To explore the performance of patient-specific prior information, for example, from structural imaging, in improving perimetric procedures. Computer simulation was used to determine the error distribution and presentation count for Structure–Zippy Estimation by Sequential Testing (ZEST), a Bayesian procedure with prior distribution centered on a threshold prediction from structure. Structure-ZEST (SZEST) was trialled for single locations with combinations of true and predicted thresholds between 1 to 35 dB, and compared with a standard procedure with variability similar to Swedish Interactive Thresholding Algorithm (SITA) (Full-Threshold, FT). Clinical tests of glaucomatous visual fields (n = 163, median mean deviation −1.8 dB, 90% range +2.1 to −22.6 dB) were also compared between techniques. For single locations, SZEST typically outperformed FT when structural predictions were within ± 9 dB of true sensitivity, depending on response errors. In damaged locations, mean absolute error was 0.5 to 1.8 dB lower, SD of threshold estimates was 1.2 to 1.5 dB lower, and 2 to 4 (29%–41%) fewer presentations were made for SZEST. Gains were smaller across whole visual fields (SZEST, mean absolute error: 0.5 to 1.2 dB lower, threshold estimate SD: 0.3 to 0.8 dB lower, 1 [17%] fewer presentation). The 90% retest limits of SZEST were median 1 to 3 dB narrower and more consistent (interquartile range 2–8 dB narrower) across the dynamic range than those for FT. Seeding Bayesian perimetric procedures with structural measurements can reduce test variability of perimetry in glaucoma, despite imprecise structural predictions of threshold. Structural data can reduce the variability of current perimetric techniques. A strong structure–function relationship is not necessary, however, structure must predict function within ±9 dB for gains to be realized.
    • Visual Contrast Detection Cannot Be Predicted From Surrogate Measures of Retinal Ganglion Cell Number and Sampling Density in Healthy Young Adults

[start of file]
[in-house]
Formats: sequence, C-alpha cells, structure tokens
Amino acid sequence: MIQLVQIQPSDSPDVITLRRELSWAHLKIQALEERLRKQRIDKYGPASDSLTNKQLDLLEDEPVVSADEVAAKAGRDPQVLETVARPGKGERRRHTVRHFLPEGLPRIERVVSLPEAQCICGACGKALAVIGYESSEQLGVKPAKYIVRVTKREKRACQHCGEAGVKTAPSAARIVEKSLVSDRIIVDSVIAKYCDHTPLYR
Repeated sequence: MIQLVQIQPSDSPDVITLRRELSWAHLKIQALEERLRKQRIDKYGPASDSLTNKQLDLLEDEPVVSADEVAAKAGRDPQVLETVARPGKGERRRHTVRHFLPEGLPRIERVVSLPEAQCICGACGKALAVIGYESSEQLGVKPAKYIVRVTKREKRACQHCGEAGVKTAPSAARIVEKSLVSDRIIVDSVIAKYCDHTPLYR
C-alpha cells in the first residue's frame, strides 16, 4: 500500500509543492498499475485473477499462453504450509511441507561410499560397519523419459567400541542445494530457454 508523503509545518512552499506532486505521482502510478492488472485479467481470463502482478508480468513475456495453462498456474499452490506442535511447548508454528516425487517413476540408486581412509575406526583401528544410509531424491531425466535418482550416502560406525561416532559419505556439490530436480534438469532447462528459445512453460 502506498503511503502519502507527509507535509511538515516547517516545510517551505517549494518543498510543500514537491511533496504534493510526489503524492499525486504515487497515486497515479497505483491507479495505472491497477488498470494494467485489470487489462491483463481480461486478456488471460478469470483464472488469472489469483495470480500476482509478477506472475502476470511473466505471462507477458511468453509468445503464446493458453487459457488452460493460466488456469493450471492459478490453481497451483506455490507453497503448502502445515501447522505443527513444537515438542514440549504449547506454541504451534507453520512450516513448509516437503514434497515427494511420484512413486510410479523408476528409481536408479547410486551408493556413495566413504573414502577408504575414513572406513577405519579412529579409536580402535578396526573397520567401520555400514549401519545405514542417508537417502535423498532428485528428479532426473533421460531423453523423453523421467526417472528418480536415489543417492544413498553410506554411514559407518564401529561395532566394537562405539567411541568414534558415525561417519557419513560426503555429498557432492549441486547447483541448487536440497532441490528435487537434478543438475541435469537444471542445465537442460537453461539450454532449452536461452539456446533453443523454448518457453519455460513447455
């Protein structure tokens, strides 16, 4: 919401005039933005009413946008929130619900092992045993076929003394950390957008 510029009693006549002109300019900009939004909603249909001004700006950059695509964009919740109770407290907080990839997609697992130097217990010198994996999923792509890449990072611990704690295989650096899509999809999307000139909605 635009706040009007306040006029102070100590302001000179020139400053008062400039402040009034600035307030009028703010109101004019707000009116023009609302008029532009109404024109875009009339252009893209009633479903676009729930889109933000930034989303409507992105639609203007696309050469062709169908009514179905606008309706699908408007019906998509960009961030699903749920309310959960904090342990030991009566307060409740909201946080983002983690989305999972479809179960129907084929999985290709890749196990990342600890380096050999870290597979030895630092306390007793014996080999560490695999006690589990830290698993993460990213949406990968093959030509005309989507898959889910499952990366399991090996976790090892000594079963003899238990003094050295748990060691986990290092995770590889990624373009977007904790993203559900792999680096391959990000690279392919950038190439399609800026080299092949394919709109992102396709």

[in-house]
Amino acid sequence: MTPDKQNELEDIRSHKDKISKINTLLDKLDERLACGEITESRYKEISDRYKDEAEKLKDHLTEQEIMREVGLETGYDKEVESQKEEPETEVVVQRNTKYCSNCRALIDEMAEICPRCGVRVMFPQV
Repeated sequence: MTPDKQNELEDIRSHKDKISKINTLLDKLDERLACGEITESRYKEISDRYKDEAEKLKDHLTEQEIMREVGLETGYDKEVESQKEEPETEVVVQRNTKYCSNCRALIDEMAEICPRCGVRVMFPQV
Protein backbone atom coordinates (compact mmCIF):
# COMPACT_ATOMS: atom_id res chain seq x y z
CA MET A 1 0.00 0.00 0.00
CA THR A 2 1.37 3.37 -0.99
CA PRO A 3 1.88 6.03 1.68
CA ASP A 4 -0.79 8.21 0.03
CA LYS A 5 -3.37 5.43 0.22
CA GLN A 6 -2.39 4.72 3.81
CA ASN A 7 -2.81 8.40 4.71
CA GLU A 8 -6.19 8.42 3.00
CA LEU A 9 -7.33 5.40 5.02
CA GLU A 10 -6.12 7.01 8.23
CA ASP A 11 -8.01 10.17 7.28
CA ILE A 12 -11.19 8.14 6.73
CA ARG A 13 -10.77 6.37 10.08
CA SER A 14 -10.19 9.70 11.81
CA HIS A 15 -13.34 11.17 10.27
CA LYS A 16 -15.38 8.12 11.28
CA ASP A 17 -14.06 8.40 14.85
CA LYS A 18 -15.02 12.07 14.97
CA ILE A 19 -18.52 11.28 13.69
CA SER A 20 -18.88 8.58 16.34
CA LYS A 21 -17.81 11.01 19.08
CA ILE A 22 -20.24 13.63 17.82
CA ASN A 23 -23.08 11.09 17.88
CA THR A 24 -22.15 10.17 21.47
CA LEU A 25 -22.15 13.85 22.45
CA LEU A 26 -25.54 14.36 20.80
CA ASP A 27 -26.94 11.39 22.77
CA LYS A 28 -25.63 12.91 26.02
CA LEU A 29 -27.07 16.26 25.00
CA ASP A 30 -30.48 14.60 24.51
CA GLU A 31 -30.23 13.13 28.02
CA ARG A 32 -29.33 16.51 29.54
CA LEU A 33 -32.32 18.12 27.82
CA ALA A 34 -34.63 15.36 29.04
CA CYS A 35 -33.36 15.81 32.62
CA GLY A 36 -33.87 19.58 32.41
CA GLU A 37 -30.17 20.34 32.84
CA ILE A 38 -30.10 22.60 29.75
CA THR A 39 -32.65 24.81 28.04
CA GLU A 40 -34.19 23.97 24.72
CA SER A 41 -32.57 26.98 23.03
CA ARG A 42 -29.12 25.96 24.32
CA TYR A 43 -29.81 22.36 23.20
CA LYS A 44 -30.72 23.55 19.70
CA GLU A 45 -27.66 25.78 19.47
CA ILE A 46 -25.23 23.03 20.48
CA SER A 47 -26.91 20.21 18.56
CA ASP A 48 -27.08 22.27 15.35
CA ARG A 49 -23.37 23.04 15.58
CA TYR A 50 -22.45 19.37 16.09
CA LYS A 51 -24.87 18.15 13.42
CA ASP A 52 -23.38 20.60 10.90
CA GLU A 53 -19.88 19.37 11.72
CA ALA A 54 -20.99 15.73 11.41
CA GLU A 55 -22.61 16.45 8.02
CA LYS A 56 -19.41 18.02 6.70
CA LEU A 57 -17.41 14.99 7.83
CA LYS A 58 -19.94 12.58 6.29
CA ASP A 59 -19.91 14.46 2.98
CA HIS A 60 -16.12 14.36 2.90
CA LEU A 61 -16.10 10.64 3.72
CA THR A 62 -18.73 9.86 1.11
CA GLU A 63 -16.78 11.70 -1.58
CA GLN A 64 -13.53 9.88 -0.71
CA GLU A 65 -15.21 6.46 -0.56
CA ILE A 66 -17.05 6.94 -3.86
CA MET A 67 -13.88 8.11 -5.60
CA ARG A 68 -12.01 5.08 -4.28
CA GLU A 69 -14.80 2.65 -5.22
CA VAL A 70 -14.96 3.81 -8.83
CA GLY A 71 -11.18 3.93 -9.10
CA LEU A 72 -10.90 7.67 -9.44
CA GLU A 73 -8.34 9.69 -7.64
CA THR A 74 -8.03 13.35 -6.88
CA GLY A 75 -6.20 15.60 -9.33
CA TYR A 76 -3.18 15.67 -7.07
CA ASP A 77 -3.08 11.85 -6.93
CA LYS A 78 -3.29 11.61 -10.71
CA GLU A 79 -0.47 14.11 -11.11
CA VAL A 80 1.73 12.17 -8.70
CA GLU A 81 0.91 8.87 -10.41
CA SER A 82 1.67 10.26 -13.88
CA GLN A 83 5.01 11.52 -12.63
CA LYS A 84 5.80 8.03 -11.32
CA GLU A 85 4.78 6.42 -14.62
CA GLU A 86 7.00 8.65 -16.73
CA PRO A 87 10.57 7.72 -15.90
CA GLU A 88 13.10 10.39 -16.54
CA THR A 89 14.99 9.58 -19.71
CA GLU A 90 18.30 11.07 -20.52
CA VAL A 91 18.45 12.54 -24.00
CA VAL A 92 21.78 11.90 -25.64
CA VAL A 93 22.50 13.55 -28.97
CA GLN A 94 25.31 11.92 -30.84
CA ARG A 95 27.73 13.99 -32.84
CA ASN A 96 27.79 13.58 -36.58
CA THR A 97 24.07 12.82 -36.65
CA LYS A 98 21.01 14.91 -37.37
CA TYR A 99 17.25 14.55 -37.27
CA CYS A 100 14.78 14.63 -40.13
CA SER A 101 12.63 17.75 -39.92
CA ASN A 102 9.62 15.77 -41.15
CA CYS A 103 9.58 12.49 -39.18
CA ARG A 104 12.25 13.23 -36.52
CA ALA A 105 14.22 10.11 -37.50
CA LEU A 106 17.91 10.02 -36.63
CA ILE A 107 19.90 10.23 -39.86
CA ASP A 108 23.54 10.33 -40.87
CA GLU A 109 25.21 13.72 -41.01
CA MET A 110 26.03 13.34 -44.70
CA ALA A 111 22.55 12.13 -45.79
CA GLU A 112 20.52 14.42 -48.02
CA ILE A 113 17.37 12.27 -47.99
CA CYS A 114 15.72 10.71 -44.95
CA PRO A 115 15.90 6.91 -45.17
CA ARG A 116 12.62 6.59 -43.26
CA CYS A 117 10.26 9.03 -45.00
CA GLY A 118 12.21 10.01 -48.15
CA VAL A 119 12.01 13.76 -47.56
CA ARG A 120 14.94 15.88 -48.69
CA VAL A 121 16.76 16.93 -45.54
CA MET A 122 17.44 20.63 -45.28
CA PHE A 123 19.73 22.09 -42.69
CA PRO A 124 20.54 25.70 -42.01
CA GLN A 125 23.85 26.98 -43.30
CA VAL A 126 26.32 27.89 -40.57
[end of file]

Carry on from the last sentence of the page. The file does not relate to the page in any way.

Denniss, Jonathan; Turpin, A.; McKendrick, A.M. (2014-12)
      Purpose.: To establish whether a clinically exploitable relationship exists between surrogate measures of retinal ganglion cell number and functional sampling density and visual contrast sensitivity in healthy young eyes. Methods.: Psychometric functions for contrast detection were measured at 9° eccentricity in superior and inferior visual field from 20 healthy adults (age 23–43, median 26 years). Functions were compared with corresponding localized regions of retinal nerve fiber layer (RNFL) thickness measured by optical coherence tomography, a surrogate of retinal ganglion cell number, and to grating resolution acuity, a psychophysical surrogate of retinal ganglion cell sampling density. Correlations between psychometric function parameters and retinal ganglion cell surrogates were measured by Spearman's rank correlation. Results.: All measures exhibited a 2- to 4-fold variation in our sample. Despite this, correlations between measures were weak. Correlations between psychometric function parameters (threshold, spread) and RNFL thickness ranged in magnitude from 0.05 to 0.19 (P = 0.43–0.85). Grating resolution was sampling limited for 16 of 20 participants in superior visual field, and for 12 of 20 participants in inferior visual field. Correlations between psychometric function parameters and grating resolution acuities ranged in magnitude from 0.05 to 0.36 (P = 0.12–0.85) when all data were considered, and from 0.06 to 0.36 (P = 0.26–0.87) when only sampling-limited data were considered. Conclusions.: Despite considerable variation in both psychometric functions for contrast detection and surrogate measures of retinal ganglion cell number and sampling density among healthy eyes, relationships between these measures are weak. These relationships are unlikely to be exploitable for improving clinical tests in healthy populations.